Published on:

GA State Board of Workers’ Compensation Rule 205

In Georgia, the State Board of Workers’ Compensation is the governing body that makes the rules and regulations that are applied to Workers’ Compensation claims. One of these rules is Rule 205. This rule states that a doctor or medical provider does not have to get advanced permission to treat the injured worker before rendering services. The treatment does have to be injury related for the rule to apply.

wc205-1.jpgIn most cases, the doctor or medical facility will request authorization for treatment and testing. The Employer/Insurer has 5 days to respond to the request. Most medical providers send in a form to the insurance company asking for permission to give treatment. They do this so they can be sure to be paid. The rule states that the insurance company or the self-insured employer has to respond to the doctor or medical facility within 5 business days of receiving the form. If the insurance company or self-insured employer does not respond, the treatment by the doctor or medical facility is considered authorized and the doctor or medical facility must be paid by the Employer/Insurer.

Recently, the Georgia Supreme Court addressed Rule 205. One of the issues was the burden of proof. The burden of proof means which side has the obligation to prove a fact in court. The Court of Appeals held that the burden of proof was improperly shifted to the employer and insurer to prove that a claim was compensable or payable in situations regarding medical treatment and testing. In Georgia, proving whether or not a Workers’ Compensation claim is payable is always the burden of the employee. In other words, the worker must prove that his claim is payable in Georgia Workers’ Compensation claims.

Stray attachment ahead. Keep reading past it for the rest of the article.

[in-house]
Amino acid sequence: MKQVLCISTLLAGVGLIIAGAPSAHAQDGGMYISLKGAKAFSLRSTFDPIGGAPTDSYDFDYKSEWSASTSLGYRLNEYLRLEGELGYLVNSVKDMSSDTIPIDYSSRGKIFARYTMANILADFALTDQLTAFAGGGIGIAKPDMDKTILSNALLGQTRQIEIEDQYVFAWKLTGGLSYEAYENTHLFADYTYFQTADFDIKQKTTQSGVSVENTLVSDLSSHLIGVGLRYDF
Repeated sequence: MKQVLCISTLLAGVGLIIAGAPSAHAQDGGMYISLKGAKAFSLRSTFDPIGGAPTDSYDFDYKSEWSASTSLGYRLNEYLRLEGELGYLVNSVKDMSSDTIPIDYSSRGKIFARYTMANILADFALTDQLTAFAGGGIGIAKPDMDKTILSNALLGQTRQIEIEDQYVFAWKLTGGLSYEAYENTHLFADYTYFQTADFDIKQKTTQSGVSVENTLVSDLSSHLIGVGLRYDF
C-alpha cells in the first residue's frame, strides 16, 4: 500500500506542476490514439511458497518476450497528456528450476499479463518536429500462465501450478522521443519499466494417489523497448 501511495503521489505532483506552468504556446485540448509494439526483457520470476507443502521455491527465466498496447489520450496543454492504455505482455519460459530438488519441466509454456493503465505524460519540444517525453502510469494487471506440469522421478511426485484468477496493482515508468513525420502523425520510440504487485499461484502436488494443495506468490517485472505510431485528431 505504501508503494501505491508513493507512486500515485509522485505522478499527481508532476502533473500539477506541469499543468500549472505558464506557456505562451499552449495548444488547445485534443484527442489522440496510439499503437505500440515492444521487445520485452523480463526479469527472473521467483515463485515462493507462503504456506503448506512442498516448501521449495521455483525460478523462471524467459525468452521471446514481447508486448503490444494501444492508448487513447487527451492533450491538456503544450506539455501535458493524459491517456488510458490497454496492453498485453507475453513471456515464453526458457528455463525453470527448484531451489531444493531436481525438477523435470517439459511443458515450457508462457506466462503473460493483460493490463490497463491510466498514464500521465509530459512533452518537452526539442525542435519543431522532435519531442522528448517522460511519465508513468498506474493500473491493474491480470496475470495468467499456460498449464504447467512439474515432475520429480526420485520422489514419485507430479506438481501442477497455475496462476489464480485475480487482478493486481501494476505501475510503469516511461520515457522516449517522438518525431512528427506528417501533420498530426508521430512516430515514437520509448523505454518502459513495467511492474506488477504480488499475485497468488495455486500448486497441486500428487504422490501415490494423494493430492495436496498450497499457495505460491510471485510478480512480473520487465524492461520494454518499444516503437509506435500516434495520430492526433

The Georgia Supreme Court did not agree with the Court of Appeals. They said that Rule 205 clearly states that the medical treatment or tests have to be related to a payable injury. This meant that there was no shifting of the burden of proof from the injured worker to the employer or insurer; because the injury was already considered one for which medical benefits should be paid. The Court went on to say that the employer or insurer could be sanctioned or fined for failing to respond to a physician or medical facility’s request for pre-authorization within the 5 business days called for by Rule 205.

This case is a perfect example of why having legal representation is so important with any Workers’ Compensation claim. At J. Franklin Burns, P.C. we are trial lawyers experienced in arguing cases for our clients at every Court level, from the State Board of Workers’ Compensation all the way to the Georgia Supreme court if necessary.

For more information on getting authorization for treatment and making sure that the medical bills related to your Workers’ Compensation claim are paid, contact J. Franklin Burns, P.C., at 1-404-303-7770.